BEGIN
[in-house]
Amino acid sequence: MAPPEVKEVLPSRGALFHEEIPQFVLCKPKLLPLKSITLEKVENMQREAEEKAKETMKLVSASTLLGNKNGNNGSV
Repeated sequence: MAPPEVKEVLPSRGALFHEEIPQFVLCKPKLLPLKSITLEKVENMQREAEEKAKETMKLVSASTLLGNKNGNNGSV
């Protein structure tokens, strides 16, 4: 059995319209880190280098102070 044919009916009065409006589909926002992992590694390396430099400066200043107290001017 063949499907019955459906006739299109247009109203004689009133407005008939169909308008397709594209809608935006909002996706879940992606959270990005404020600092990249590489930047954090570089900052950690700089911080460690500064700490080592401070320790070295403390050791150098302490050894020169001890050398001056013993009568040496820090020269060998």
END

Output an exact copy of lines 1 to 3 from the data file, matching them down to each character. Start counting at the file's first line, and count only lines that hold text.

[in-house]
Amino acid sequence: MAPPEVKEVLPSRGALFHEEIPQFVLCKPKLLPLKSITLEKVENMQREAEEKAKETMKLVSASTLLGNKNGNNGSV
Repeated sequence: MAPPEVKEVLPSRGALFHEEIPQFVLCKPKLLPLKSITLEKVENMQREAEEKAKETMKLVSASTLLGNKNGNNGSV